It's remarkable the way the tension rises in the background, quietly building a climate of violence and intolerance and making it explode, all at once, at the very end. It only lacks something developing the individual stories, and merging them together organically: I think this could have been a great movie, otherwise. Good cinematography too, I liked all those light colors.
A difficult film to watch; the sense of unease becomes dread, which then gives way to brutal (yet banal) violence. In her feature film debut, director Esen Isik pulls no punches about the suffocating nature of cis-hetero-male privilege, regardless of class or culture. For those who think this brutality is unique to Turkish culture, go watch "Boys Don't Cry", "The Crying Game", or "The 400 Blows" for that matter.
Textbook example of self-orientalizing. For example, all of the men are trope violent, abusive lunatics just waiting to kill or beat whatever they can get their hands on; be it women, children, or puppies. Basic caricatures of the ruthless, slothful "oriental" that have encumbered Western understanding of places like Turkey since the 19th century presented as "social criticism". What happened to honesty in cinema?
Tries to stitch up three different societal issues (street kids, domestic violence and homophobia) at once and the way the film tries deal with these issues is unoriginal. Though the acting was good, in many Turkish films dialogues feel artificial, it was not the case with this one.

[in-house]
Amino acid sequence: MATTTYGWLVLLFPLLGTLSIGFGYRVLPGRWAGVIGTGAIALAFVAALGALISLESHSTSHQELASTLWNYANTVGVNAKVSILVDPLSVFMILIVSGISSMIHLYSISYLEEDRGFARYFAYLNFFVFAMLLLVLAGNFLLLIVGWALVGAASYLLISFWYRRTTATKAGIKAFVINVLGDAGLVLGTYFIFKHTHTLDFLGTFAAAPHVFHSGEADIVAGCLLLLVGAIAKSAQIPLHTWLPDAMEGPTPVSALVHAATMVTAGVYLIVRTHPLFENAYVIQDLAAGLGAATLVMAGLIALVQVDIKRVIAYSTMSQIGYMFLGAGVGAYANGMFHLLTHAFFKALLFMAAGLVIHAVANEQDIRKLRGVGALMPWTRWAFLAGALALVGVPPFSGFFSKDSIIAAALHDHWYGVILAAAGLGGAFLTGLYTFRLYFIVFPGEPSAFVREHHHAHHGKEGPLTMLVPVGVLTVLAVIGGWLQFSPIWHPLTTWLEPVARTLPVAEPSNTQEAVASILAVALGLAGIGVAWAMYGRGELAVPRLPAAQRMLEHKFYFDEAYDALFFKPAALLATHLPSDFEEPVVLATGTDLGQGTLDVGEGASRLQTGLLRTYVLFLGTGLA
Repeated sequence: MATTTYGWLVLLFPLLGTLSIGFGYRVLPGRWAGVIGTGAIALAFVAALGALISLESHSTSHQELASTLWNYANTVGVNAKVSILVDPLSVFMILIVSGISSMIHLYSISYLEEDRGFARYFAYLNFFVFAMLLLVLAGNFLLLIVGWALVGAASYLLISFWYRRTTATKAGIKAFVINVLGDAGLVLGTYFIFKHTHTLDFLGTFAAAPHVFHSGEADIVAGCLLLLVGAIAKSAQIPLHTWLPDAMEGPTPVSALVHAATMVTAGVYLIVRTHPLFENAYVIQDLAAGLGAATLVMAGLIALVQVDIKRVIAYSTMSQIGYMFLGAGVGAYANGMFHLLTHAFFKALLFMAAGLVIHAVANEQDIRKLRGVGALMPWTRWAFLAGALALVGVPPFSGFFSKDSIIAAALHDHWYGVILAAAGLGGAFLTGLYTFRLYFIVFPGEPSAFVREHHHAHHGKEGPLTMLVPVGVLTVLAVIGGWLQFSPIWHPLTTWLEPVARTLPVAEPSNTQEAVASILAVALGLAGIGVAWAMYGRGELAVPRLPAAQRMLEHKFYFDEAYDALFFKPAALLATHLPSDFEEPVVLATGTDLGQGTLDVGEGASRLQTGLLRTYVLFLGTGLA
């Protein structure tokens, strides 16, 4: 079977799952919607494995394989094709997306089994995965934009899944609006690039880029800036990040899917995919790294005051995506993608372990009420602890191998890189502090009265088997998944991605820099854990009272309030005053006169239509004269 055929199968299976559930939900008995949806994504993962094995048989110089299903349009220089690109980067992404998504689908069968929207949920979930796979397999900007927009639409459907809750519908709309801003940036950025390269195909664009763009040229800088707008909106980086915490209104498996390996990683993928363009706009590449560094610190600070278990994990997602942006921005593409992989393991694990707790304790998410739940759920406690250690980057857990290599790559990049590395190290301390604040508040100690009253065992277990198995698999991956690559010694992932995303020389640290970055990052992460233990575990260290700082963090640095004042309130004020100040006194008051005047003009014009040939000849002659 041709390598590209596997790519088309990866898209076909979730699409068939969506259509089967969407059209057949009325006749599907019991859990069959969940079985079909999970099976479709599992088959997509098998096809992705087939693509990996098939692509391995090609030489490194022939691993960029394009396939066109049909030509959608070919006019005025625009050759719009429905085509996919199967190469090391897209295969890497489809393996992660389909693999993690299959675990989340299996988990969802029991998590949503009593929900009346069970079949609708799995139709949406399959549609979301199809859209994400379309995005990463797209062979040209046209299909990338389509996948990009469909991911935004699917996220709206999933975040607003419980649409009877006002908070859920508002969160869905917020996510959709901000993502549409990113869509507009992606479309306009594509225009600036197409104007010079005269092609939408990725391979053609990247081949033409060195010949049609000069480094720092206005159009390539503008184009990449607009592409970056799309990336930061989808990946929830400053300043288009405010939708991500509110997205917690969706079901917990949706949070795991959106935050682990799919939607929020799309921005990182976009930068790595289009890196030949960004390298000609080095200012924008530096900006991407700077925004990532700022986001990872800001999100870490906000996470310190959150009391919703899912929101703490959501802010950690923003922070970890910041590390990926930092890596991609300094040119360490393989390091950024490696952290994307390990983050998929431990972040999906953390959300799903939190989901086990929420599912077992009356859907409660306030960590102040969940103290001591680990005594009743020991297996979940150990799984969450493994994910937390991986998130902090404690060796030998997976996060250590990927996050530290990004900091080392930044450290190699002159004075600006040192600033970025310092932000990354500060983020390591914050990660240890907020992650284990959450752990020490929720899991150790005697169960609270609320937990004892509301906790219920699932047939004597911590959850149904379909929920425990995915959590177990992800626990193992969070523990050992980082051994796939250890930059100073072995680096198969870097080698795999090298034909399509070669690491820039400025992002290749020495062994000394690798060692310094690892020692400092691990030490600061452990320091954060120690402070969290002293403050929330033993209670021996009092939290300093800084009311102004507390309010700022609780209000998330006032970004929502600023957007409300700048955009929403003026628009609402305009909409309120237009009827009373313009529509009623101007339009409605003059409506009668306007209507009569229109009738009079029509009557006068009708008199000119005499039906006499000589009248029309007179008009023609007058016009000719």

Some people’s fates are too dark for words to repair or save; Why are deeply sensitive people doomed to be crushed under the weight of those around them who cannot feel the weight of so much hurt? Köpek in Turkish means “dog.” It’s a bit too slow and yet a bit too neatly and quickly resolved at the end. Though sometimes life is like that. The slow burn of violence in the hands of those who need to rule or dominate.
This film reminds me of Crash, and not in a good way. The messages delivered in the film, though important, come off as too sentimental for my tastes. Things never quite added up for me. I liked the concept coming into the film, but it wore thin quickly. The world never felt fully believable.
Cover photo is exquisite. Small part is a pure line of poetry within a tumultuous arc. Story arc is unique. 3 stories form a fractal. 3 distinct stories bid 3 distinct feelings, yet each refracts from the same shards of suffering.Unlike its difficult motifs: all difficult to stomach contemporary, the film is soft.I appreciate the undulation of feminine/masculine. Though Isik opts for an overly cushy runtime.
A film that slowly creeps into your brain, stays there and hurts. "Köpek" showcases three stories of love and violence, that resemble what can be read in newspapers every day, certainly not only in Turkey. There are glimpses of hope and even short moments of triumph, but in the end the cycle of violence perpetuates itself and those who try to stand tall, pay the price.